Fig. 4
figure4

Source: EE-Monitor and Germany administrative Area (NUTS3)

Biogas production impact zones.

Fig. 5
figure5

Source: Regional Statistics Database of Germany

Results of the spatial analysis on the influences of environmental, social and economic factors on biogas production decisions.

Fig. 6
figure6

Source: Regional Statistics Database of Germany

Proportion of arable land and grassland area under UTA in impact zones A, B, C and entire CG area.

Fig. 7
figure7

Source: Regional Statistics Database of Germany

Status of a changes in the area of agricultural crops and b the percentage of silage maize cultivation on arable land in each impact zone.

Fig. 8
figure8

Source: Regional Statistics Database of Germany

Number of cattle and pigs on hand in Central Germany from the Non-EEG to EEG IV period.

In Germany, the central instrument for promoting renewable energy is the Renewable Energy Sources Act (German: Erneuerbare Energien Gesetz, or “EEG”). The principal founder of this law is German parliamentarian Hans-Josef Fell of the Bündnis 90/Die Grünen faction, who drafted a key issues paper for the Green faction in early 1999. After his faction had adopted the draft paper, talks began with the Social Democratic Party (SPD) faction. Hermann Scheer of the SPD was the primary supporter and advocator of the proposed measures. After the SPD reviewed the bill in September 1999, it was sent to Germany’s Federal parliament, the Bundestag. With the support of the SPD, the bill was adopted by the Bundestag on February 25, 2000 and come into effect on April 1, 2000 [8]. The overarching goal of the EEG is to promote electricity generation from different types of renewable energy so that the share of renewables in Germany’s electricity consumption is at least 30% by 2020 [9,10,11]. One segment of the EEG policy focuses on the promotion of bioenergy production, which has been widely considered to be a significant contributor to global renewable energy production [12]. The EEG’s ability to promote biogas production has been deemed successful. Between 2000 and 2017, the number of biogas plants in Germany has increased from 850 to 9,331, with a cumulative installed capacity rising from 50 to 4800 MW/h [13,14,15]. In 2017, the proportion of renewable energies in the total gross electricity generation in Germany reached 34%, of which the share of biomass amounted to 23.42% [11].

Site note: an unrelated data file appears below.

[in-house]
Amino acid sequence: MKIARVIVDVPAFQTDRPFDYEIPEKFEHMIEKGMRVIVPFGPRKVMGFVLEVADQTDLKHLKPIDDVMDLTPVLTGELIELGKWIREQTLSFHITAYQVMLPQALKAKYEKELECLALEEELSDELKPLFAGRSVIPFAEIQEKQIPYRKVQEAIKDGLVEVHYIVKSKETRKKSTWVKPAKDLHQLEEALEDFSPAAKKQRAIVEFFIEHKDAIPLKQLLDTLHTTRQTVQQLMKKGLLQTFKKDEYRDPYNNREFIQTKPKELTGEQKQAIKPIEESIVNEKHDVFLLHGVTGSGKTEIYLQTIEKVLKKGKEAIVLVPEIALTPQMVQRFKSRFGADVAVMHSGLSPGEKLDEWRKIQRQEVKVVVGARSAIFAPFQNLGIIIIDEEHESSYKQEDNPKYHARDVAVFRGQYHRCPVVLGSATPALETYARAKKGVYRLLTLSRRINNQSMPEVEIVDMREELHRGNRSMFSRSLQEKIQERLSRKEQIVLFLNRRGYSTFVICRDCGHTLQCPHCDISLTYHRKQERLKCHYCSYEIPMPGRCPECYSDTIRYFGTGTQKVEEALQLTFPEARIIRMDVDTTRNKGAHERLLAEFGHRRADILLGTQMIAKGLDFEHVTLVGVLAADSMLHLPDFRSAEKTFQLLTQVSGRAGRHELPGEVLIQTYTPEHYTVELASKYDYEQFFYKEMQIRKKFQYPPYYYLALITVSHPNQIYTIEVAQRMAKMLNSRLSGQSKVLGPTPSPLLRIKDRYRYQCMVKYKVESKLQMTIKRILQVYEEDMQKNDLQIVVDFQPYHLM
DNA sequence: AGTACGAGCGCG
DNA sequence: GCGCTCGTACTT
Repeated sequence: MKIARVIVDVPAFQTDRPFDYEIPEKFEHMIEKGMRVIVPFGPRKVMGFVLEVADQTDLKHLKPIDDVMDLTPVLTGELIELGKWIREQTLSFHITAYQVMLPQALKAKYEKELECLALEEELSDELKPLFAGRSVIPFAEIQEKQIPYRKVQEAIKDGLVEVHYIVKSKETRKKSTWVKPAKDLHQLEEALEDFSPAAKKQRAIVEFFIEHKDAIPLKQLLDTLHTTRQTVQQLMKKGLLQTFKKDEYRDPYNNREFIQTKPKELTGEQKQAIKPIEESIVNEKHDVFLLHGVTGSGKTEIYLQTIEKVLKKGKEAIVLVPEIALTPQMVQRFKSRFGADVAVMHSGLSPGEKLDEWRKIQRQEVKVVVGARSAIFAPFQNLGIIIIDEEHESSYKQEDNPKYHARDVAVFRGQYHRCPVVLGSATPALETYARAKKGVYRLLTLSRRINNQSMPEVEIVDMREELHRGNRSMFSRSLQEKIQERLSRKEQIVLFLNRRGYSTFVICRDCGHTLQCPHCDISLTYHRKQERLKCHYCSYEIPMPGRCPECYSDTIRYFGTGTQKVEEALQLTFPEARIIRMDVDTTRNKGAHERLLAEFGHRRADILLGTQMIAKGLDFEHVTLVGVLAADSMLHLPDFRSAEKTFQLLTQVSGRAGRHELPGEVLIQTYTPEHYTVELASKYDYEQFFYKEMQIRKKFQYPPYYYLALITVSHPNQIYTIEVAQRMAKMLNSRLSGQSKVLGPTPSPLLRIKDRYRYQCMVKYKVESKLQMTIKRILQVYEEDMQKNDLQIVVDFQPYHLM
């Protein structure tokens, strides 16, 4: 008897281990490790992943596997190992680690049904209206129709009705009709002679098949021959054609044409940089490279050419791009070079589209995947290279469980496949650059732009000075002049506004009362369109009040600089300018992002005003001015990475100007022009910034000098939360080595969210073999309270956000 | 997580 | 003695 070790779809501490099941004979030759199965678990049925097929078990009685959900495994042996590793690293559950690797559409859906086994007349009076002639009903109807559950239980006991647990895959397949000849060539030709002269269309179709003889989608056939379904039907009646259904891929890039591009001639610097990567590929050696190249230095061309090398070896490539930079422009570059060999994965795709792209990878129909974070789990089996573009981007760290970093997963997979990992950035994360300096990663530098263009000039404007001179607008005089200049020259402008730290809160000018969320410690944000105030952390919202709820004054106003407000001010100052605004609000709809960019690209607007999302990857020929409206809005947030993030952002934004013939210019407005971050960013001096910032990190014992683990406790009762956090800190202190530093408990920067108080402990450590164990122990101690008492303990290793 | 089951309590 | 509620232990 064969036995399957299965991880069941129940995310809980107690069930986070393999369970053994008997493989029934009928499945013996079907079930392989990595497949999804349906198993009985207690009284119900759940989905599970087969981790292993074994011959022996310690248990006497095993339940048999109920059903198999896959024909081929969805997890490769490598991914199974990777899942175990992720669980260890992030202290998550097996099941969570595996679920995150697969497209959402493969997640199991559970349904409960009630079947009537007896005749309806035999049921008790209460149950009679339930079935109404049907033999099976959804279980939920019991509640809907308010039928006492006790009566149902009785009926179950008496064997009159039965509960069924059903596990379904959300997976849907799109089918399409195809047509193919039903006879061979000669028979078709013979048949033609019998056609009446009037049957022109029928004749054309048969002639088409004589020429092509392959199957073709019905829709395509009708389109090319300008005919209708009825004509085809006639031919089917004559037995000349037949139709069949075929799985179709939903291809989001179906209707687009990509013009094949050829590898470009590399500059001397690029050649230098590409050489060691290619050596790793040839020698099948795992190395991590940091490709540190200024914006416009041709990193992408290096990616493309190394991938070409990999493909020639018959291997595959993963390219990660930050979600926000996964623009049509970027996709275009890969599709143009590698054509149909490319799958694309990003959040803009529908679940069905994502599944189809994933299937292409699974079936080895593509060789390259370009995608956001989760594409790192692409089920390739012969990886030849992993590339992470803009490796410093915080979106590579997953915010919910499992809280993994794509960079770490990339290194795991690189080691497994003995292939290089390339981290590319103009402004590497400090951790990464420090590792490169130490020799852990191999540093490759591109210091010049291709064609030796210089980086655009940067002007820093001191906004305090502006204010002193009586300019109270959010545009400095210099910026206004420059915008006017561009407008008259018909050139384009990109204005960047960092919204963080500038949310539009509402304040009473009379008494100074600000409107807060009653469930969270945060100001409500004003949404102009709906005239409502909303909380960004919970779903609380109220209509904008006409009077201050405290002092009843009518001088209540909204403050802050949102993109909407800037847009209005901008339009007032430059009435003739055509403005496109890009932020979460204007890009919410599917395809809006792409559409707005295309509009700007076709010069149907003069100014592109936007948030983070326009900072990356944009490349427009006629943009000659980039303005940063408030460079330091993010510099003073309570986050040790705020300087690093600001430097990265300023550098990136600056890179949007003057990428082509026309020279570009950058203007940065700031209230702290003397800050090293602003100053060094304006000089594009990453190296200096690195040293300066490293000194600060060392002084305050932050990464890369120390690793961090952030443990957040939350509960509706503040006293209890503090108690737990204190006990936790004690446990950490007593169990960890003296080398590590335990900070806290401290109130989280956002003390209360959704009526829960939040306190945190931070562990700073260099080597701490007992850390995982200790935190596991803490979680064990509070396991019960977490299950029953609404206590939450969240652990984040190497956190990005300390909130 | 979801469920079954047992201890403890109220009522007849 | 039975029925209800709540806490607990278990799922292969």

The German biogas sector could have been divided into four phases of market and legislative development [15] (see Fig. 1). In light of the feedback following the introductory phase of the EEG as well as environmental issues and the availability of new bioenergy technology, the EEG was revised in 2004, 2009, 2012, 2014 and 2017 with subsidy modifications [16,17,18,19,20,21] (Appendix Table 6). Starting with the 2009 EEG amendment, the subsidy for small-scale plants has risen to promote the adoption of this type of biogas plant, as the large-scale biogas plants have caused several problems, such as a threat to food production, soil health and natural resources conservation [22,23,24]. Furthermore, upgrades in bioenergy technology resulted in a significant widening of the scope of the subsidy in the EEG 2009 amendment. Various new premium categories, such as manure, landscape material and emission reduction, were included in the remuneration scheme [18]. In the 2012 version of the EEG, a so-called “maize cap” was introduced to suppress the rapidly increasing cultivation area of maize and to increase the diversity of the crops grown for energy production [19, 25]. The EEG 2014 represented a paradigm shift for German biogas plants. It made major cuts in the subsidies associated with biogas plants, particularly for agricultural plants fueled by energy crops [20]. In 2017, the newly amended EEG introduced a tendering system to select renewable electricity producers. It established expansion corridors and volumes for auctioning renewable energy.